CHARLOTTE, N.C. — Rep. Madison Cawthorn (R-11) confirmed Thursday he would be running for North Carolina's newly-redrawn 13th congressional district this year, saying it is a "move to take more ground for constitutional conservatism" and he wants to represent North Carolina as a whole.
"My house is almost directly on the line of separation for the 13th and 14th congressional districts, and now half the counties in the new district are counties I currently represent," Cawthorn said in a statement posted to Twitter. "My people are split, and I am forced to make a very difficult decision. Ultimately, I have to answer this question: 'What choice would enable me to make the greatest impact on the affairs of our state and our nation?'"
Cawthorn said he consulted family and constituents before ultimately deciding to run for the 13th congressional district.
The North Carolina General Assembly redrew the congressional map after the state received one more House seat, bringing the state's total to 14 congressional seats.
The new 13th district includes the western part of Mecklenburg County, and all of Gaston, Cleveland and Burke counties.
"It's packing Democratic-leaning voters in western Mecklenburg County in with lots of rural Republicans in the counties west of Charlotte," Eric Heberlig, a UNC Charlotte political science professor, said. "Many people look at the map and say, 'Oh. it was drawn to help House Speaker Tim Moore run in an open district.'"
Moore was originally reportedly exploring a potential run as well. Thursday evening, Moore confirmed he would instead seek re-election as Speaker.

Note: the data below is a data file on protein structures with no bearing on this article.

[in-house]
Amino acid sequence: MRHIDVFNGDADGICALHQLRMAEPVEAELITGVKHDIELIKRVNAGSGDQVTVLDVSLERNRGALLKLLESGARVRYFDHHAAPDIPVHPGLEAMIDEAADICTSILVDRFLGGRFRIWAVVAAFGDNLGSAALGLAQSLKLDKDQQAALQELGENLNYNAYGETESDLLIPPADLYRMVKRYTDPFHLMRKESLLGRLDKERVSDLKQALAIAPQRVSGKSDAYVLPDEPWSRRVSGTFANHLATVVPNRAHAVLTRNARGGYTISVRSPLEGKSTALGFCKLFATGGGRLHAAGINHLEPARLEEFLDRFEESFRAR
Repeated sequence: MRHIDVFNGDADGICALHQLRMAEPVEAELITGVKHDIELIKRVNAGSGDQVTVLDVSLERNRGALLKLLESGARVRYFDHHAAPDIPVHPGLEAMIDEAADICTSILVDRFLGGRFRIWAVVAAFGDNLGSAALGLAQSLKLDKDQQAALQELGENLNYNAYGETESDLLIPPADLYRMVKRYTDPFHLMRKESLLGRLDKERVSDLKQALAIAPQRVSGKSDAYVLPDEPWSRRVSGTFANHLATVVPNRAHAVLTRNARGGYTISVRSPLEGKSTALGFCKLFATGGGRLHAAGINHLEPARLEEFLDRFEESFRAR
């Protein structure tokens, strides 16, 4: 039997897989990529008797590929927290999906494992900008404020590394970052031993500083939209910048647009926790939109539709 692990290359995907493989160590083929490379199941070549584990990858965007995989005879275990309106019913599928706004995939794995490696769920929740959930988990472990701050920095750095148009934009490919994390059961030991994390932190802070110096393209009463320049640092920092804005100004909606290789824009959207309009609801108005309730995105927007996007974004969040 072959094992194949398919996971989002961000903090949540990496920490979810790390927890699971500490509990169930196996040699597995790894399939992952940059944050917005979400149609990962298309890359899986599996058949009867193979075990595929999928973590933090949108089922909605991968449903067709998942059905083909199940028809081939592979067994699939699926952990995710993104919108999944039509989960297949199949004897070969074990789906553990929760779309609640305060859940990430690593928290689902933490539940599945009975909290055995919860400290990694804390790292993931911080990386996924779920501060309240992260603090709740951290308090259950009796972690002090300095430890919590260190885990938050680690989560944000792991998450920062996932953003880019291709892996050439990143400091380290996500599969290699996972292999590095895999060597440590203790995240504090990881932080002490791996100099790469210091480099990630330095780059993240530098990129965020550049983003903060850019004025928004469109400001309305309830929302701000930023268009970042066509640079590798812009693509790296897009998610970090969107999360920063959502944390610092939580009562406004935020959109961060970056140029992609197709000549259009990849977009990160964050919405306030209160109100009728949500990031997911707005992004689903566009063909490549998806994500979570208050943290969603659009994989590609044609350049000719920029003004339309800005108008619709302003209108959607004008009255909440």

"I will continue to fight for my constituents, and I will work for what the state needs now- a balanced budget that cuts taxes and invests in our critical needs during these challenging times," Moore said, in part, in a statement posted to Twitter.
The new congressional map shrank Rep. Alma Adams' district to only cover the city of Charlotte.
Rep. Dan Bishop's new district won't include as much of South Charlotte, which, Heberlig said, has leaned more politically to the left.
Groups have already filed lawsuits accusing the General Assembly of heavily gerrymandering the maps in favor of Republicans.
Michael Bitzer, a Catawba College political science professor, cited the last few years when courts found state Republican leaders gerrymandered districts in their favor.
"I'm not sure that they necessarily took the requirements from the court from 2019," Bitzer said. "They went and pushed the envelope to benefit them in terms of the partisan dynamics."
Heberlig added, "I like to joke that we have a permanent seat license at the U.S. Supreme Court for these types of cases."
If history is any indicator, Bitzer said the congressional map will likely be redrawn in the middle of the decade.
"For the average voter, they're not paying a whole lot of attention to these kinds of dynamics until it gets to election time, and then they said, 'You know, I voted for [this congressman] last time. Now, I'm not voting for him, what gives?'" Bitzer said. "That is, unfortunately, part of the circumstances and consequences of redistricting."